There is so much advice online about all the ways you might be scammed here. What annoys me most is the attitude behind some of these posts, for example, almost proudly informing you that you WILL get scammed on your first visit, as if it’s a rite of passage. An inevitable thing that you have to go through to be part of the experienced-Bali-traveller club. A badge of honour. Or that, because it’s well documented, it’s your own fault if something bad happens. Umm…NO! It’s not fair, it’s not acceptable and it’s not “cool” to say you’ve been through it. I don’t think it should be encouraged or accepted as part of the deal. And what about those poor souls seeking inner peace and the meaning of life? Do they all end up nervous wrecks, realising they can only find happiness (on Bali) by being hyper-alert and suspicious at every turn while en route to the nearest wellness retreat to recover?

Maybe I let it get to me too much, maybe we were unlucky, but I can’t understand how so many people, especially those looking for some space and calm in their lives, really enjoy this place. We did get around different parts of the island, and some were better than others, but I feel like even on a good day, it’s quite nice at best.

Well maybe comparing it to a grey rainy day in the UK, looking at a spreadsheet and eating a soggy sandwich at your desk, it’s a better place to be. But comparing it to other destinations very nearby, where you can also experience a mix of culture, history, temples, beaches, cliffs, forests, and monkeys that might bite you at any moment because you looked at them sideways – it doesn’t stack up. I’m pretty confident that you can achieve all of the above with a little more fun, affordability and peace of mind elsewhere in Indonesia.

One thing I haven’t talked about much on this blog is being a vegetarian, but I would like to say that travelling as a vegetarian in Indonesia is generally a very easy and delicious experience. Exhibit A: tempeh. It’s the yummier version of tofu, made of fermented soybeans and with a much nicer texture and flavour. I know it might sound gross, but it’s not. Just trust me, it’s great, and the whole world should be eating it. Anyway, I did eat some nice food in Bali, but we went to some highly rated vegetarian spots and found them really disappointing.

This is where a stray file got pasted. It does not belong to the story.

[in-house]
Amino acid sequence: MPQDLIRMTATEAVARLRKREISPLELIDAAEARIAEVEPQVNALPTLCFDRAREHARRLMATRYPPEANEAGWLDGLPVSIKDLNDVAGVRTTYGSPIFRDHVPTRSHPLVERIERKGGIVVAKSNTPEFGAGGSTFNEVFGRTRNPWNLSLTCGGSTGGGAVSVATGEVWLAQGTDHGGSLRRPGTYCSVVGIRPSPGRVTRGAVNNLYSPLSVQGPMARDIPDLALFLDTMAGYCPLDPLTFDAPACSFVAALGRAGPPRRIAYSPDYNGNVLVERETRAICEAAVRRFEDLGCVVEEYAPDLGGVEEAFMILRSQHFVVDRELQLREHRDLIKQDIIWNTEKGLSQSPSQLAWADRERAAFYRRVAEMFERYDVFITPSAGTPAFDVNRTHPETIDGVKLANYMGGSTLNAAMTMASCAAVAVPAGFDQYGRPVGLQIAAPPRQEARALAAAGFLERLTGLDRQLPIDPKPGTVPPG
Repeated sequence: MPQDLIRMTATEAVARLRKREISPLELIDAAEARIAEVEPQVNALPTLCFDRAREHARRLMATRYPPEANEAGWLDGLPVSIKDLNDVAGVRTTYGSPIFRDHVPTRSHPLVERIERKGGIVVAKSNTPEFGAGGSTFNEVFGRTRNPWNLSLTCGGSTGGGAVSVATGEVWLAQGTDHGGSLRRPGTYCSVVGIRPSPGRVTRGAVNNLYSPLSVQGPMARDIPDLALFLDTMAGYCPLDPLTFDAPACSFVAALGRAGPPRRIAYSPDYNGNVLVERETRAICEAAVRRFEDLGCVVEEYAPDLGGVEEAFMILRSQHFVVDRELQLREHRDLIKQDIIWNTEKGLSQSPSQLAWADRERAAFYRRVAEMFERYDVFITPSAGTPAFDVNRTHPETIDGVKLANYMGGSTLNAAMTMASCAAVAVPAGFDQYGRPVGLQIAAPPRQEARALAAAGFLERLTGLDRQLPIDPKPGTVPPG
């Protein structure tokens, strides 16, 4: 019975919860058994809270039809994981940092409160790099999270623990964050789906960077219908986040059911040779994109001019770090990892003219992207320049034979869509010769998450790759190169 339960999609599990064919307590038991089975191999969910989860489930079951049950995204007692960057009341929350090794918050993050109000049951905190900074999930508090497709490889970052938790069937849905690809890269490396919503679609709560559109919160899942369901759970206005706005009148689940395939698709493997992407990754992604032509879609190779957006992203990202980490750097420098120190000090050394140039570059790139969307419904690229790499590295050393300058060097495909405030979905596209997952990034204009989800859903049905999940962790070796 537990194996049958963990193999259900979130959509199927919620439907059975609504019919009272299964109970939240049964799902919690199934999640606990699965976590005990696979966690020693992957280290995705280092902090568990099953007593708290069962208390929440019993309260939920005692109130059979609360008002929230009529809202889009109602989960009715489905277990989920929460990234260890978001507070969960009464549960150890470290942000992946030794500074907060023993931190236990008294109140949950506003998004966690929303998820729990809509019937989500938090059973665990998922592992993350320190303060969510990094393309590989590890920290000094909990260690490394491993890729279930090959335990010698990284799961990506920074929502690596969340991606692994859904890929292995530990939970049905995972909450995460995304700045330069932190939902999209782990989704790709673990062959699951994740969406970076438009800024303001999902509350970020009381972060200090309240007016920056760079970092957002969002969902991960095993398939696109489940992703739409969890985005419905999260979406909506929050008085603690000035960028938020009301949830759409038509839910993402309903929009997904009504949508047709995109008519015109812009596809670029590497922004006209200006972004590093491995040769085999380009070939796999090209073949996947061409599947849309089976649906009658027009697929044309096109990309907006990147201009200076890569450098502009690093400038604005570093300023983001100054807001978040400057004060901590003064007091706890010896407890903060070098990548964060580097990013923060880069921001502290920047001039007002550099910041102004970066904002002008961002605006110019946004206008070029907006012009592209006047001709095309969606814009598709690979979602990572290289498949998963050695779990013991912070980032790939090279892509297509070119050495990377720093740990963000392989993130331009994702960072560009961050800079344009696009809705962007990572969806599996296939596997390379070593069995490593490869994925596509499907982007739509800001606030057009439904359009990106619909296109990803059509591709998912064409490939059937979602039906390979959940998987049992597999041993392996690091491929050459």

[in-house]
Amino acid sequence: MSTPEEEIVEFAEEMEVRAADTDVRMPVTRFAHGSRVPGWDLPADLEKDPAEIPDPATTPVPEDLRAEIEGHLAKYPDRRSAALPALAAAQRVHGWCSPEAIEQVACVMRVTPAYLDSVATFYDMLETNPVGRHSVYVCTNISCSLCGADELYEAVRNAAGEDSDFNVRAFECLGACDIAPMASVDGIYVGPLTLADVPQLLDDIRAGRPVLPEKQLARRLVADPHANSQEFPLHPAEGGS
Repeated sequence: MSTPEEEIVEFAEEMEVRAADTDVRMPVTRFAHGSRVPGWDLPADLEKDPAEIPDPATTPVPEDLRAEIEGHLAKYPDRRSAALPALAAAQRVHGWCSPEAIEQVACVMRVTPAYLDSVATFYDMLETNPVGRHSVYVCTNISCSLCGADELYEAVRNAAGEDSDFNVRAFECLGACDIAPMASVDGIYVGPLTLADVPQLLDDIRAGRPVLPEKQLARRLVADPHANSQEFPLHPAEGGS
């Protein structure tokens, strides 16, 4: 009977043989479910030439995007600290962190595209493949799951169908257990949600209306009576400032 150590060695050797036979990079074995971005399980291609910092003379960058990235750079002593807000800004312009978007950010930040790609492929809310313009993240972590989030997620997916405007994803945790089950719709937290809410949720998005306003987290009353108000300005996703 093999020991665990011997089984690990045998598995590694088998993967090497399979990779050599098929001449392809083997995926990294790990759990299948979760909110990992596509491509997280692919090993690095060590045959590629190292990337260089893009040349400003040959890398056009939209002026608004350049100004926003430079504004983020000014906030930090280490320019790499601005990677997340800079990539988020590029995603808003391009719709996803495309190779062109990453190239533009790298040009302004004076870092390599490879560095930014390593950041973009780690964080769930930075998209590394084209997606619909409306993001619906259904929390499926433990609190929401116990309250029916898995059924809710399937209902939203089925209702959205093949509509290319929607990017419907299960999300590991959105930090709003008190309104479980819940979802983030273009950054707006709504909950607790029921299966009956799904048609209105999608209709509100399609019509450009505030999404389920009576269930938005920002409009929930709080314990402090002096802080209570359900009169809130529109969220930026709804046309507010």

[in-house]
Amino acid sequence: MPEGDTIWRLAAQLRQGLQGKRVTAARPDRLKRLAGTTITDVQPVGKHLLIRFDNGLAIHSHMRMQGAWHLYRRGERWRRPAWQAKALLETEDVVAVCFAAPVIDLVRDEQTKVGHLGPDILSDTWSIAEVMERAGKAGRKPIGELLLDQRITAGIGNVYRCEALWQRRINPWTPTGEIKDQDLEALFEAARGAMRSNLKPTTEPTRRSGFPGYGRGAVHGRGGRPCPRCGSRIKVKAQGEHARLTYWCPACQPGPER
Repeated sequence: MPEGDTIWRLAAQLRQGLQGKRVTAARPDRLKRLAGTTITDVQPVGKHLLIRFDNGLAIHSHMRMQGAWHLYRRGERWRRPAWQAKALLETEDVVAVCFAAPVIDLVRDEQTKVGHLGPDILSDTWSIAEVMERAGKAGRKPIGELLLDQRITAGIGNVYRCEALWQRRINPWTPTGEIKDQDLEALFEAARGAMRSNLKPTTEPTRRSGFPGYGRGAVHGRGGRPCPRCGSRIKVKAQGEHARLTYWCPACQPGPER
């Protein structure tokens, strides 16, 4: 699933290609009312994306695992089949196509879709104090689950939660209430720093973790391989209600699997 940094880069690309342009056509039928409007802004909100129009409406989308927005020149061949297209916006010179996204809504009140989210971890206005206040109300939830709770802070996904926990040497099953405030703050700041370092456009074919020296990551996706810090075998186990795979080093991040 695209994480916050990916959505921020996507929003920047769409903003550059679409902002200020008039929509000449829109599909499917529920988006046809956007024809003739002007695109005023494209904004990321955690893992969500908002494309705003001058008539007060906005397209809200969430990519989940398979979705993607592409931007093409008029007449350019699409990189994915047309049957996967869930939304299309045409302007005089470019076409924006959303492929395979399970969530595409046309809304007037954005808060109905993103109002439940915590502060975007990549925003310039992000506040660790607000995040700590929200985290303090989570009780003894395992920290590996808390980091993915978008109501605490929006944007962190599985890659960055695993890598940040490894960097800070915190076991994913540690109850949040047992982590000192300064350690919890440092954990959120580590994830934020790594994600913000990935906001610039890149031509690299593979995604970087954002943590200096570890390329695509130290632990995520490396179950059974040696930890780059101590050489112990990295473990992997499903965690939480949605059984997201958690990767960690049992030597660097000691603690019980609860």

Let’s end with the positives again, because it truly wasn’t all bad. Pictured below in no particular order are some of my favourite things that I would recommend in Bali: the temples at Uluwatu and Tanah Lot, learning to make coconut oil, the monkey forest and the Ubud water palace.

 

….and AS IF I didn’t take a picture of the hugging monkeys!

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Falling in love with Yogyakarta

Everyone has heard of Jakarta, but I hadn’t heard of Yogyakarta before I started planning this trip to Indonesia. I have a lot to say about this city, but if you want the short version: I love Yogya and Yogya loves me (or at least someone there does, according to this water tank):

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It’s known as Yogya, Jogjakarta or Jogja to the locals, and people like me who want to pretend they’re locals. One of the reasons I loved this place so much is because I was made to feel like part of the community wherever I went. The people were overwhelmingly friendly to us, and I felt completely safe and at ease exploring and making friends here. It may be a sweeping generalisation to comment on the personality of ALL the people, but it’s one I’m happy to make, because in my experience it’s true and I want to acknowledge how much positive difference it made to my time here.

Apart from the people, why did I love Jogja so much?

Initially I chose it because it’s a good location from which to visit two major temples in Java – Borobudur (which is going to get a blog post all of it’s own!) and Prambanan. But I can’t understand why Jogja is not more well known as an amazing destination in its own right. The city itself reflects the open-minded people and culture, with the mosques taking inspiration from old Javanese and Hindu buildings rather than the dome-shaped mosques I’ve seen elsewhere. No skyscrapers or high-rise apartment blocks in sight. It’s a really fascinating place and doesn’t feel like anywhere I’ve been before.

Kraton: this is where we stayed. It’s basically a walled city within the city, and officially part of the Sultan’s palace. You can walk around the walls and have to go through the gates to get in or out, but they’re always open.